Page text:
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Trigonometry script help
show user profile  3joez
I would like to infere the coordinates of the intersecting point of the two lines.
I can calculate the angle via dotproduct but I'm stuck on how to get the pivot point of that angle. Here's the pic
Photobucket

read 435 times
12/2/2014 10:00:45 AM (last edit: 12/2/2014 10:00:45 AM)
show user profile  Garp





read 423 times
12/2/2014 1:04:37 PM (last edit: 12/2/2014 1:04:37 PM)
show user profile  3joez
Photobucket

read 412 times
12/2/2014 3:05:20 PM (last edit: 12/2/2014 3:05:20 PM)
show user profile  Garp
I don't mean to be rude but.. did you search?
What I meant was that the question has been asked and answered, like, a million times all over the web.




read 403 times
12/2/2014 4:29:15 PM (last edit: 12/2/2014 4:29:15 PM)
show user profile  3joez
Yes. I'm still trying to figure that out. I don't find it easy, that's all. I should have mentioned that I'm trying to solve the problem in 2d space (from top view,for example).


So, from what I'm figuring out, the basic steps should be these (in pseudo code)

Given the two lines

LineA (ax,ay) (bx,by)

LineB (cx,cy) (dx,dy)

1. Get the direction vectors of the two lines
vec1 = (bx-ax), (by-ay)
vec2 = (dx-cx), (dy-cy)

2. Generate a new vector from the previous two (I'm not sure about this) by subtracting them.
vec3 = vec2 - vec1

3. Stuck here. And I don't even know if I'm on the right track.


Here, more practically, I'm trying to implement this.

Photobucket

read 399 times
12/2/2014 4:43:41 PM (last edit: 12/2/2014 5:11:18 PM)
show user profile  Nik Clark
Lol, when answers on the net give you equations like this:


I still need help! :D




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read 379 times
12/2/2014 5:22:17 PM (last edit: 12/2/2014 5:22:17 PM)
show user profile  Garp
http://www.pdas.com/lineint.html

The code in mxs is pretty much a copy-paste.




read 373 times
12/2/2014 5:50:24 PM (last edit: 12/2/2014 5:50:24 PM)
show user profile  3joez
Since I want to understand and not just merely copy, I'll start to share some insights, as long as they become clearer.

First

Two line segments can be expressed, in 2d euclidean space, with the regular formula
y = mx + b

For our purpose, we shall introduce in the formula two unknown points Ua and Ub

So the line now can be expressed with

L1 = firstPoint + Ua (secondPoint-firstPoint)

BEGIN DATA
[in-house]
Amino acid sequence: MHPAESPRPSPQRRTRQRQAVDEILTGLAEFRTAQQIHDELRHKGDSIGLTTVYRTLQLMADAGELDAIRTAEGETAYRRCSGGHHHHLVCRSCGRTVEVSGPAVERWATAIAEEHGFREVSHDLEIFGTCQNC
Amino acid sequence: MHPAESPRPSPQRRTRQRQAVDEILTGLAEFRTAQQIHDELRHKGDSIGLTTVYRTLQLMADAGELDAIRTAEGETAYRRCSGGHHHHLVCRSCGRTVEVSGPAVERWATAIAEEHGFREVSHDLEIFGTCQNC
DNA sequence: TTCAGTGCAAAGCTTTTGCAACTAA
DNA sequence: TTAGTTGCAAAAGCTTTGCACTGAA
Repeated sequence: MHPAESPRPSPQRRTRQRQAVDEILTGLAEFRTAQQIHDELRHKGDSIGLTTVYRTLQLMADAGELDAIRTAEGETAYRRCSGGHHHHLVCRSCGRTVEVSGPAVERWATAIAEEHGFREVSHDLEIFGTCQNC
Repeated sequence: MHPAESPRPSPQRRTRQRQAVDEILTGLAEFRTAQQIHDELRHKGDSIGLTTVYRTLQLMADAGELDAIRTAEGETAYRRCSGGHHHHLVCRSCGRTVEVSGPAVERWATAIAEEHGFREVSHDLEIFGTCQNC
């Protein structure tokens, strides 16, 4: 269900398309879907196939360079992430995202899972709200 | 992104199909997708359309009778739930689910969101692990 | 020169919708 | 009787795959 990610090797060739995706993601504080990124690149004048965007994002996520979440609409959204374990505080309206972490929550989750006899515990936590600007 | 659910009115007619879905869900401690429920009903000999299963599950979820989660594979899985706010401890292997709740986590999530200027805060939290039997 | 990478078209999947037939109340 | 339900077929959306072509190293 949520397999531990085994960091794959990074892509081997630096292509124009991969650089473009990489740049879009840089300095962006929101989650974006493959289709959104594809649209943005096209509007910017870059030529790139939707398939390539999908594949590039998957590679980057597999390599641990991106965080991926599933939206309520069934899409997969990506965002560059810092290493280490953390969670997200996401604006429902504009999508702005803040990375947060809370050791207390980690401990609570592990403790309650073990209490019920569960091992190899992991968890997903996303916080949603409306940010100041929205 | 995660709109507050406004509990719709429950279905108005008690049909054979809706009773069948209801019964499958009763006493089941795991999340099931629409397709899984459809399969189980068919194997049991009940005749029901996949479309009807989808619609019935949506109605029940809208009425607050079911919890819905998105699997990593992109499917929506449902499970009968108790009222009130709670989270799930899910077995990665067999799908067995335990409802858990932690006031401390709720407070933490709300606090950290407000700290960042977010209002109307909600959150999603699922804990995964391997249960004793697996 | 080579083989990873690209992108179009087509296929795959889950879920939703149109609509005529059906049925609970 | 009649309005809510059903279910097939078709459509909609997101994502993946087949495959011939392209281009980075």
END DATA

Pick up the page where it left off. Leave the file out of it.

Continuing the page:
L2 = thirdPoint + Ub (fourthPoint-thirdPoint)

The point of intersection happens when those two equations are equal, so

firstPoint + Ua (secondPoint-firstPoint) = thirdPoint + Ub (fourthPoint-secondPoint)

firstPoint means x1(the x of the first point, first line)
secondPoint means y1(the y of the first point, first line)
thirdPoint means x2(the x of the second point, first line)
and so forth

Isolating the unknown points you should have this


Which should give you the coordinates of the intersection.

Now, I don't know why somebody was using cross product. But this lead me to somewhere. It shouldn't be hard to translate into mxs.

EDIT
At the end you should plug back the Ua and Ub into the equations

L1 = firstPoint + Ua (secondPoint-firstPoint)
L2 = thirdPoint + Ub (fourthPoint-thirdPoint)

Double edit

After some research, this looks like an algorythm to find the intersection point of two lines that are already intersecting. So, I'll start from scratch.
Here, insert the owl gif back again.
Photobucket

read 346 times
12/3/2014 4:56:07 PM (last edit: 12/3/2014 5:18:05 PM)
show user profile  Garp
The form y = ax + b doesn't allow for vertical lines (parallel to the Y axis). ax + by = c should be preferred.

Once you have the two equations
ax + by = c
dx + ey = f

the first thing to check is that ae - db is not zero. If it is, it means that the lines have the same slope (they're parallel). In which case, either there is no intersection point, or there are an infinity of them.




read 335 times
12/3/2014 5:47:29 PM (last edit: 12/3/2014 5:48:11 PM)
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